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HindustanTimes Thu,31 Jul 2014

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Cook serves an appetiser before the main course

For a series as important as one England and India head into, setting the tone in the first game of the tour is imperative. And at four down for 133 in their opening warm-up game against India 'A', England risked conceding the upper hand to the hosts. Anand Sachar reports. Captain clicks

Dhoni & Co will not allow revenge to cloud vision

The Test series against England will mark the beginning of a hectic several months for the India team - physically demanding, mentally taxing, and made more nerve-jangling because India will be playing at home, where we are expected to win every time. VVS Laxman writes. VVS says

Mental strength will determine England’s survival

After the away tour of Australia, there hasn't been quality Test cricket for India and the eight Tests between India-England-Australia will provide four months of terrific cricket. Sourav Ganguly writes.

Viru and Gauti are India’s best opening pair

It is time for India and England to execute the plans on the ground. Such is the data available to international teams these days that there are very few secrets left anymore. VVS Laxman writes. VVS says

Little master lauds Sehwag

Sunil Gavaskar praised Virender Sehwag for his more cautious batting on Thursday and felt he should have gone on to get a bigger score.

Let Pujara carve a niche before comparing him with Dravid

It was nice to see the first Test in Ahmedabad pan out along expected lines. After MS won the toss, Viru and Gauti got India off to a good start, Pujara made a superb double and Yuvi marked his return to Test cricket with a well-made half century. VVS Laxman writes.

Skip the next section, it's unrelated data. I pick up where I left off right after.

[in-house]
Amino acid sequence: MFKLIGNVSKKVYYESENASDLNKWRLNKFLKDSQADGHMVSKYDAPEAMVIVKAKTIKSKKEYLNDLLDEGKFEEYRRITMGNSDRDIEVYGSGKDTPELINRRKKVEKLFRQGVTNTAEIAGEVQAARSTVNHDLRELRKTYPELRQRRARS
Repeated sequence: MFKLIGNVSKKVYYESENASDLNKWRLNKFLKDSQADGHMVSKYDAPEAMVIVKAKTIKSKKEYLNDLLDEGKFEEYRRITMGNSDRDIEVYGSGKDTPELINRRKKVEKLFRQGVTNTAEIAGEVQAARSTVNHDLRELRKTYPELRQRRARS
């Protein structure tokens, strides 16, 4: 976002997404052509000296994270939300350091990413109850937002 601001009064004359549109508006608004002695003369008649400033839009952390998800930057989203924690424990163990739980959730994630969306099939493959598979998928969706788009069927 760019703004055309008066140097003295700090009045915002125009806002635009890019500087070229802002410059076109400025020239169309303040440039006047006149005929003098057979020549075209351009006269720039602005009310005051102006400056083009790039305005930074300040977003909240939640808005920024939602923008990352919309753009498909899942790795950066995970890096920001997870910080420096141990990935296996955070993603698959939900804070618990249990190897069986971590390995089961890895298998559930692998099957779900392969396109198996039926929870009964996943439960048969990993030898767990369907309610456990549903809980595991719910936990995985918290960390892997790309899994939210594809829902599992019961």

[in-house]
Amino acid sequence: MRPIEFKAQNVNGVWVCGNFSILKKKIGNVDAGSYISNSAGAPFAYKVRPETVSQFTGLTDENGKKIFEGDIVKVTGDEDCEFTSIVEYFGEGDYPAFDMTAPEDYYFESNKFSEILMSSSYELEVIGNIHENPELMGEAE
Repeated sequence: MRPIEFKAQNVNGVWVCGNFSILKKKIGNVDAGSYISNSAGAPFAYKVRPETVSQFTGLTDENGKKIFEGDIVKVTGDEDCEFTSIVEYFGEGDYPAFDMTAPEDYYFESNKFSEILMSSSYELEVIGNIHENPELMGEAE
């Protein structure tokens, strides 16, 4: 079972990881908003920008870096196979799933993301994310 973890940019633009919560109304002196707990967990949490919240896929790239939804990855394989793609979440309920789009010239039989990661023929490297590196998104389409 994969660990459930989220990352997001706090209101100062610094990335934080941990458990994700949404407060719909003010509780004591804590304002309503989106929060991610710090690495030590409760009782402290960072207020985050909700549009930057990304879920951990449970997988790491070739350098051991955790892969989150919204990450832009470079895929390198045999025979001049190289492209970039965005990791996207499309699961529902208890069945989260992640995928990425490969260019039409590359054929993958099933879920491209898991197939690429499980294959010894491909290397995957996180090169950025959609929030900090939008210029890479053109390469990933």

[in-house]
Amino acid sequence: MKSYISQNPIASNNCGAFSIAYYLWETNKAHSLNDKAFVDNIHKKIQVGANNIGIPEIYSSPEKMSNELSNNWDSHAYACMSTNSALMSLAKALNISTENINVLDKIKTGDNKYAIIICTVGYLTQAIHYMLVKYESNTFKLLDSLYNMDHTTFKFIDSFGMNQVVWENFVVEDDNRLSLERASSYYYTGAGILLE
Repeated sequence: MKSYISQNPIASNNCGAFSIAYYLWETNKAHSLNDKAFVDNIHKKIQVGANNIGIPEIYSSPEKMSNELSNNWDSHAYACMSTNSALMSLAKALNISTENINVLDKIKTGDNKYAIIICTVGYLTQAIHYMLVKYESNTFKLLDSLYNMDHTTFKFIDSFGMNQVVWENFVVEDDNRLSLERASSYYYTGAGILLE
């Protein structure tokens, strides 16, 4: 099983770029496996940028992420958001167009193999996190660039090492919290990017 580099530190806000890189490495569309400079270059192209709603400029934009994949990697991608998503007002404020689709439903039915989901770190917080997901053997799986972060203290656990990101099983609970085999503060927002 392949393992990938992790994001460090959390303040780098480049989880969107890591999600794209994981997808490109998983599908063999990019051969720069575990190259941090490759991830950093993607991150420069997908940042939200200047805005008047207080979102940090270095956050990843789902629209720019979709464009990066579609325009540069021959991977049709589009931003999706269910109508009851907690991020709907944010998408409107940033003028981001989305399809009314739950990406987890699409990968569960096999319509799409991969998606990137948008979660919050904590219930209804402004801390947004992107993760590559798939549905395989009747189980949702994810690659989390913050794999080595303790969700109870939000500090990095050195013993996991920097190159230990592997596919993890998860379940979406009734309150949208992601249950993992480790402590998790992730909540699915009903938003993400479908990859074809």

KP’s knock speaks of his greatness

India are in a difficult position and need someone to put up a heroic performance like Alastair Cook and Kevin Pietersen. Sourav Ganguly writes. Knock, then the talk

'Dono teams ko support dene ke liye shukriya!' Pietersen tweets to Mumbai

Kevin Pietersen, whose heroic knock of 186 played a huge part in England's thumping 10-wicket victory against India in the second cricket Test, has a few good words to say about the Mumbai crowd.

Bitten, India would be wary of turners

As expected, there were no miracles and England wrapped it up quickly. There may be talk on how India could have put up a fight just like South Africa did against Australia, but the truth is that they weren't allowed to do so by the England bowlers. Ian Botham writes.

Back to the basics for spin-smitten India batsmen

In an ideal world, the talk around a cricket series would be about the strengths and weaknesses of the teams. In this series, however, the focus is on how the wicket would behave. Aakash Chopra writes.

Fireworks over Eden pitch

The Eden Gardens is already seeing plenty of action, which reached a fever pitch on Saturday with curator Probir Mukherjee threatening to go on leave in a huff before he was coaxed back to work. Somshuvra Laha reports. War and pitch: a timeline

Eden no heaven for Sehwag's empty stomach!

If there was a time when Eden Gardens used to be a favourite haunt for the gastronomically inclined cricketers, here's a reality check. Virender Sehwag doesn't like the food served at the Eden. Somshuvra Laha reports. Viru unplugged that left everyone in splits

Once again, it will be a battle of spin

Winter has set in and it reminds me of those good old days when I was a boy going to Eden in jumpers and sweaters, with food packed (unfortunately that is not allowed these days). It was as if a winter carnival was on. Sourav Ganguly writes.

Final word on Sachin rests with him

When the series started, England were considered sitting ducks, the proverbial underdogs who had little chance of surviving Indian spin. Now, midway through the four-match contest, Cook's team is in happier space and having aced India in Mumbai, the momentum is with them. Amrit Mathur reports.

Zaheer to Anderson: The art of hiding the shiny side of the ball

Four years ago, Zaheer Khan was a pain for England due to his reverse swing. But Zaheer probably may not know that he had also gained an understudy in a finer aspect of the art, hiding the shiny side of the ball until the point of release. Somshuvra Laha reports.
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